teachers strike

Why 32,000 Teachers Are on Strike in Los Angeles

Los Angeles teachers striking.
Los Angeles teachers striking. Photo: ROBYN BECK/AFP/Getty Images

Thousands of school educators in Los Angeles went on strike on Monday to demand smaller class sizes, increased support staff, and better pay. This marks the first teachers’ strike in 30 years for the second-largest school district in the U.S., and comes after two years of heated negotiations between the United Teachers Los Angeles union and the Los Angeles Unified School District. CNN reports that 32,000 educators walked off the job on Monday — and into the cold rain, where they held up picket signs and umbrellas — and although schools remain open, it’s unclear how many students will attend or how long the strike will last. Here’s what we know.

The strike comes after two years of heated negotiations between the teachers’ union and the school district.

Monday’s strike has been a long time coming. For nearly two years, United Teachers Los Angeles (UTLA) has been negotiating with the Los Angeles Unified School District (LAUSD), which serves approximately 640,000 students in kindergarten through 12th grade.

One month ago, thousands of teachers and allies marched in downtown Los Angeles over what New York’s Sarah Jones described as a bargaining impasse. The UTLA is seeking smaller class sizes, a 6 percent pay increase, and the hiring of more school nurses, counselors, and librarians; the school district claims those demands will result in a deficit. However, the union counters that the district has a cash reserve of $1.8 billion. UTLA president Alex Caputo-Pearl told the AP in December, “It’s unconscionable to hold on to that money acting like kids don’t need it now. We need it now.”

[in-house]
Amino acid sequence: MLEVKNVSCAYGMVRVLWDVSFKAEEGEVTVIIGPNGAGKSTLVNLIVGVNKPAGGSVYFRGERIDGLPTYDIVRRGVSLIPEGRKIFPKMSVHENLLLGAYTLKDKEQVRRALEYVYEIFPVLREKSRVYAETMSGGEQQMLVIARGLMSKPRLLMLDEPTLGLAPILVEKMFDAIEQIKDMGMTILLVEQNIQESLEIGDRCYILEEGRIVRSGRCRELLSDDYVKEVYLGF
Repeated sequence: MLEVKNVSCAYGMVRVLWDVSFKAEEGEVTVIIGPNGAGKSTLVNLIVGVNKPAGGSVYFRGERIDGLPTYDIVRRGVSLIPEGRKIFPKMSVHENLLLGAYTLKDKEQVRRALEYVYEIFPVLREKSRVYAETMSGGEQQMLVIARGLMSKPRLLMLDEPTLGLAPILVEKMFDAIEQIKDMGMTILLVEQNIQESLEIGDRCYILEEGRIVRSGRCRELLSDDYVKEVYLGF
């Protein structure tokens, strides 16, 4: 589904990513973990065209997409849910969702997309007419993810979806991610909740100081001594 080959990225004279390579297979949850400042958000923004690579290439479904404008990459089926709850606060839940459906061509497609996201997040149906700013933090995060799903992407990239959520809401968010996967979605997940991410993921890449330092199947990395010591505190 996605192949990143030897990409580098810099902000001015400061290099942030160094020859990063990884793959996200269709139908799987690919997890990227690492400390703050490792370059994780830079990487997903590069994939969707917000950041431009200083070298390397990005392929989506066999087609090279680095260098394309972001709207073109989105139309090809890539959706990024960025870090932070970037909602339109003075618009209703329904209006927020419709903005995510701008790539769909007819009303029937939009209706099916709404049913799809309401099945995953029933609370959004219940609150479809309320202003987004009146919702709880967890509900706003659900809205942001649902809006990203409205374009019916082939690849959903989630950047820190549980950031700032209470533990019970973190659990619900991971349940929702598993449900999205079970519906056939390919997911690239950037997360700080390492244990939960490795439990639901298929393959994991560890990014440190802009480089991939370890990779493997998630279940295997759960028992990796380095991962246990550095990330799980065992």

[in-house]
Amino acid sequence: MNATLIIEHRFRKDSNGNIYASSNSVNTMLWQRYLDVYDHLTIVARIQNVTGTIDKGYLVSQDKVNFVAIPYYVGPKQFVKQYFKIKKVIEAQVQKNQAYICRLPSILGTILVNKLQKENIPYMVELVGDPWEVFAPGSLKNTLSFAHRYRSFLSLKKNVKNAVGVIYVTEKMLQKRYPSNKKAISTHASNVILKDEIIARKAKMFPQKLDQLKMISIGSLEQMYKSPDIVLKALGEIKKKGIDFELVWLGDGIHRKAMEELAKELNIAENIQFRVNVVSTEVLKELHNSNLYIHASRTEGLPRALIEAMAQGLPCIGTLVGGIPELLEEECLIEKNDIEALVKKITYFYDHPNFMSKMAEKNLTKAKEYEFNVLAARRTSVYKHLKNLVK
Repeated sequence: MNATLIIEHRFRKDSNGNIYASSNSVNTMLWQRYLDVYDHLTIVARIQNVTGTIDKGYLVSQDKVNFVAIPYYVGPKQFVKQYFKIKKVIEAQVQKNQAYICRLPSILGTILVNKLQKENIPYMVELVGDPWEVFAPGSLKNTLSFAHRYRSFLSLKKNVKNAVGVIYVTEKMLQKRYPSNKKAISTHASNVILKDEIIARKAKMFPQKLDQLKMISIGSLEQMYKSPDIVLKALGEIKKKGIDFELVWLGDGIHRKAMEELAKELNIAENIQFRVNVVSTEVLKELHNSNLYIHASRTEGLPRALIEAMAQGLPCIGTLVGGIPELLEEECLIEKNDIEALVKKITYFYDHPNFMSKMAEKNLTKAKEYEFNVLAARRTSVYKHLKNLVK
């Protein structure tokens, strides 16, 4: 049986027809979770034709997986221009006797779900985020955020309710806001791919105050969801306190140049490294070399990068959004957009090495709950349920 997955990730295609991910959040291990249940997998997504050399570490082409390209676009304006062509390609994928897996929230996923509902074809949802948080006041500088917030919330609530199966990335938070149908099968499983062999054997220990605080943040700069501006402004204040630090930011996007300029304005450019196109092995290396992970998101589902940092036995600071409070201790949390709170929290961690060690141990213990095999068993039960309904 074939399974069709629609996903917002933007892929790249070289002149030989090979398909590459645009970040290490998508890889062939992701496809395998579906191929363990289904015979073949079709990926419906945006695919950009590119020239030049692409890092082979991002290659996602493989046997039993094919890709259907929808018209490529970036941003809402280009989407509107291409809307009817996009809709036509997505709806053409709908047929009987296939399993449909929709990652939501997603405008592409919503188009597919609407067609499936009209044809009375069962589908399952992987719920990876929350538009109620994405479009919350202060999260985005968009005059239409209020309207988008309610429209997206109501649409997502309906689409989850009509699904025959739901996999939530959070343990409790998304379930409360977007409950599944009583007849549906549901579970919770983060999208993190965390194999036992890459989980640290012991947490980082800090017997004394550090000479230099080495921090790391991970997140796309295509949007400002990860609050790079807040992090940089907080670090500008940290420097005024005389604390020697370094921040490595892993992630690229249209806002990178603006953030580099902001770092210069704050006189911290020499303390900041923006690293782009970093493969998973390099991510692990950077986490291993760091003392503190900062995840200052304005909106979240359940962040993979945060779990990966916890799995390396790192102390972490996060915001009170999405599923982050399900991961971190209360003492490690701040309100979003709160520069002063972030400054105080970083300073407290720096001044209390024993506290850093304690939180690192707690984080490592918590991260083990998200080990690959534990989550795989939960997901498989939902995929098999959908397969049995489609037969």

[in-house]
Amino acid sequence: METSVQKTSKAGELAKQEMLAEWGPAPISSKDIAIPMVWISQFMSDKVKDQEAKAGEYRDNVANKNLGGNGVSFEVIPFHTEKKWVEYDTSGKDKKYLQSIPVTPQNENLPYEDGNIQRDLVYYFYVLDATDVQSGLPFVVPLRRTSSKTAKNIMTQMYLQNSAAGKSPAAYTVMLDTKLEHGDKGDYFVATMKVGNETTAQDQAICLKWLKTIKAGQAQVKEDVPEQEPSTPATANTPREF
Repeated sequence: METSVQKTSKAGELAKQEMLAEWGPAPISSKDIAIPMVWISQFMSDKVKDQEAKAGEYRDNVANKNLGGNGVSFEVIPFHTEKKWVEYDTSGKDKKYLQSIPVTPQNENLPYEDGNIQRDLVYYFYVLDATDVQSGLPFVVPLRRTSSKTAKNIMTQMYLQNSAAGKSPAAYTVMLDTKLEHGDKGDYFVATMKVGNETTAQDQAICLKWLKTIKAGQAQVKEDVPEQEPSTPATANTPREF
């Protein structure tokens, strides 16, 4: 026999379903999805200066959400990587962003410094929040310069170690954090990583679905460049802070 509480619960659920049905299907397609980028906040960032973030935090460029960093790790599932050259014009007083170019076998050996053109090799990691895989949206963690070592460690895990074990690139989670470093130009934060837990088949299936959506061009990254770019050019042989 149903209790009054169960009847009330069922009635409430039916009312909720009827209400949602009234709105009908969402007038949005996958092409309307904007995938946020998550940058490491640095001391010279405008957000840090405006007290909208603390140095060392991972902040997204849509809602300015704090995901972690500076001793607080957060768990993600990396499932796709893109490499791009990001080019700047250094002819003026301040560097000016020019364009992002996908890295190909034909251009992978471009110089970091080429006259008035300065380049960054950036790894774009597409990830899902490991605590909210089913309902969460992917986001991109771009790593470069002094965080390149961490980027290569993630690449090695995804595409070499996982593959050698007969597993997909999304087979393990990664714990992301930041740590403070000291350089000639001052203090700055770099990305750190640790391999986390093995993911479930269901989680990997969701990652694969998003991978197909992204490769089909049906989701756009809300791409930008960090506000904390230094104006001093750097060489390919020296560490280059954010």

Los Angeles teachers striking. Photo: ROBYN BECK/AFP/Getty Images

The union has said that striking was a last resort — and many teachers are holding signs saying that they are on strike “for our students.”

On its website, the UTLA states that “a strike is a last resort for working people to bring about change when their employer, in this case LAUSD, refuses to listen their important concerns.” Likewise, at a Monday news conference, Caputo-Pearl said, “Let’s be clear educators do not want to strike,” but that they felt compelled to do so for their students. “Here we are in a fight for the soul of public education,” Caputo-Pearl said, per NBC News. The educator also said, according to the Los Angeles Times, “We don’t want to miss time with our students. We don’t want to have less money for the car payment or less money for the school supplies that we always end up buying ourselves.”

The union also explained on social media that the L.A. school district has some of the highest class sizes in the state, which already has one of the highest average class sizes in the country.

Los Angeles educators are sharing their personal stories about why they’ve decided to strike.

Writing for the Huffington Post, LAUSD teacher Joseph Zeccola — one of the 2018-19 Los Angeles County Teachers of the Year — said that the strike is not primarily about pay; instead, it is about helping students. He explained how having large class sizes has affected his work:

One of my English classes has 38 students in it (I know many teachers with classes in the 40s). That means if I wanted to give my students a 15-minute read-and-response to the essay they spent two weeks on (a common practice for an English teacher), it would take me 9.5 hours. To grade one set of essays. I spent 11 hours over winter break overseeing optional writer’s conferences with my AP English Literature seniors, another full day facilitating a practice test, and yet I still don’t have time to give my students the attention they deserve.

Other educators and their allies have shared their stories on social media, and scenes from the strike have been posted online as well.

Why 32,000 Teachers Are on Strike in Los Angeles